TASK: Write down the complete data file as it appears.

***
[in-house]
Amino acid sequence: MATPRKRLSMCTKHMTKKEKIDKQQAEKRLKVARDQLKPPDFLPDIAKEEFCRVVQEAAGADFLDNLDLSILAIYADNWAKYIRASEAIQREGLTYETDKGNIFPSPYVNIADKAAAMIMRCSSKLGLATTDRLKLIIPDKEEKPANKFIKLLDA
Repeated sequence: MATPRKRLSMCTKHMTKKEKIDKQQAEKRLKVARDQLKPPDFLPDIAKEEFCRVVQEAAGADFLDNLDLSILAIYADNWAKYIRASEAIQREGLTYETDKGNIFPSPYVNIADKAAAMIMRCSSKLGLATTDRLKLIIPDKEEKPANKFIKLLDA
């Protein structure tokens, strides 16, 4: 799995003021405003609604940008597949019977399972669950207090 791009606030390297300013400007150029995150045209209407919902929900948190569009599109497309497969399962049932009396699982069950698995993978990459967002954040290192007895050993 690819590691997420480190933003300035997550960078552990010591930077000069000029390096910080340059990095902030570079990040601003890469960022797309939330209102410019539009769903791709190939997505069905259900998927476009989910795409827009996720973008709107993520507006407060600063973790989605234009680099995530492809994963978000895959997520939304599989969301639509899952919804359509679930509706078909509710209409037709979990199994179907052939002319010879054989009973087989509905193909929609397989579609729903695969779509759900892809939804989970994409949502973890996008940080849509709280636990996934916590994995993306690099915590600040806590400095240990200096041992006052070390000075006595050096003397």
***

[in-house]
Amino acid sequence: MATPRKRLSMCTKHMTKKEKIDKQQAEKRLKVARDQLKPPDFLPDIAKEEFCRVVQEAAGADFLDNLDLSILAIYADNWAKYIRASEAIQREGLTYETDKGNIFPSPYVNIADKAAAMIMRCSSKLGLATTDRLKLIIPDKEEKPANKFIKLLDA
Repeated sequence: MATPRKRLSMCTKHMTKKEKIDKQQAEKRLKVARDQLKPPDFLPDIAKEEFCRVVQEAAGADFLDNLDLSILAIYADNWAKYIRASEAIQREGLTYETDKGNIFPSPYVNIADKAAAMIMRCSSKLGLATTDRLKLIIPDKEEKPANKFIKLLDA
């Protein structure tokens, strides 16, 4: 799995003021405003609604940008597949019977399972669950207090 791009606030390297300013400007150029995150045209209407919902929900948190569009599109497309497969399962049932009396699982069950698995993978990459967002954040290192007895050993 690819590691997420480190933003300035997550960078552990010591930077000069000029390096910080340059990095902030570079990040601003890469960022797309939330209102410019539009769903791709190939997505069905259900998927476009989910795409827009996720973008709107993520507006407060600063973790989605234009680099995530492809994963978000895959997520939304599989969301639509899952919804359509679930509706078909509710209409037709979990199994179907052939002319010879054989009973087989509905193909929609397989579609729903695969779509759900892809939804989970994409949502973890996008940080849509709280636990996934916590994995993306690099915590600040806590400095240990200096041992006052070390000075006595050096003397």